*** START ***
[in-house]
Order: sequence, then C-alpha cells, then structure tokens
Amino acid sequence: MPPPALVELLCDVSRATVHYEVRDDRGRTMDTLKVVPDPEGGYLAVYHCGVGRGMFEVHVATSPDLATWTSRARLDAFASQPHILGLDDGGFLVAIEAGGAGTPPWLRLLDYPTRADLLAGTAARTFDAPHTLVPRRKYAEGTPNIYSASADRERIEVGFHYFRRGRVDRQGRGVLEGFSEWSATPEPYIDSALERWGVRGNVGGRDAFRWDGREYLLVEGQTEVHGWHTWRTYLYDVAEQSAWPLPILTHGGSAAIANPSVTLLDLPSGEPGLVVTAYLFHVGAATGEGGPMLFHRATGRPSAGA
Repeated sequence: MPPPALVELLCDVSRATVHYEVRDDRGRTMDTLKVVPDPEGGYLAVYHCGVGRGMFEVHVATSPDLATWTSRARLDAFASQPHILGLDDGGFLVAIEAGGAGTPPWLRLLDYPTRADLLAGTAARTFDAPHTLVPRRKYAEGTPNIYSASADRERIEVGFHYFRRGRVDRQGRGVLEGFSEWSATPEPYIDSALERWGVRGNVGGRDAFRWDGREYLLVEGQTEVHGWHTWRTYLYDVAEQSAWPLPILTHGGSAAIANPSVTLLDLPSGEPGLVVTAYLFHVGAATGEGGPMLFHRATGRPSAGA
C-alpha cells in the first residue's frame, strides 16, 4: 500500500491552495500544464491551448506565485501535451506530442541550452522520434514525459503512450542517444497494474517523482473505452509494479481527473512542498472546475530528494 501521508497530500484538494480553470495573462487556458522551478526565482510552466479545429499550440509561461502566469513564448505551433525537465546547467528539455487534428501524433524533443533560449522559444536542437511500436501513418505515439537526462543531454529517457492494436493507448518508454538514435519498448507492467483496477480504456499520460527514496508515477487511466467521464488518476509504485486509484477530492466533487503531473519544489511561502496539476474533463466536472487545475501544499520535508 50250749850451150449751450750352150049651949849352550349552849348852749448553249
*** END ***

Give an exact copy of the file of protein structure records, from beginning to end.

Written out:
[in-house]
Order: sequence, then C-alpha cells, then structure tokens
Amino acid sequence: MPPPALVELLCDVSRATVHYEVRDDRGRTMDTLKVVPDPEGGYLAVYHCGVGRGMFEVHVATSPDLATWTSRARLDAFASQPHILGLDDGGFLVAIEAGGAGTPPWLRLLDYPTRADLLAGTAARTFDAPHTLVPRRKYAEGTPNIYSASADRERIEVGFHYFRRGRVDRQGRGVLEGFSEWSATPEPYIDSALERWGVRGNVGGRDAFRWDGREYLLVEGQTEVHGWHTWRTYLYDVAEQSAWPLPILTHGGSAAIANPSVTLLDLPSGEPGLVVTAYLFHVGAATGEGGPMLFHRATGRPSAGA
Repeated sequence: MPPPALVELLCDVSRATVHYEVRDDRGRTMDTLKVVPDPEGGYLAVYHCGVGRGMFEVHVATSPDLATWTSRARLDAFASQPHILGLDDGGFLVAIEAGGAGTPPWLRLLDYPTRADLLAGTAARTFDAPHTLVPRRKYAEGTPNIYSASADRERIEVGFHYFRRGRVDRQGRGVLEGFSEWSATPEPYIDSALERWGVRGNVGGRDAFRWDGREYLLVEGQTEVHGWHTWRTYLYDVAEQSAWPLPILTHGGSAAIANPSVTLLDLPSGEPGLVVTAYLFHVGAATGEGGPMLFHRATGRPSAGA
C-alpha cells in the first residue's frame, strides 16, 4: 500500500491552495500544464491551448506565485501535451506530442541550452522520434514525459503512450542517444497494474517523482473505452509494479481527473512542498472546475530528494 501521508497530500484538494480553470495573462487556458522551478526565482510552466479545429499550440509561461502566469513564448505551433525537465546547467528539455487534428501524433524533443533560449522559444536542437511500436501513418505515439537526462543531454529517457492494436493507448518508454538514435519498448507492467483496477480504456499520460527514496508515477487511466467521464488518476509504485486509484477530492466533487503531473519544489511561502496539476474533463466536472487545475501544499520535508 50250749850451150449751450750352150049651949849352550349552849348852749448553249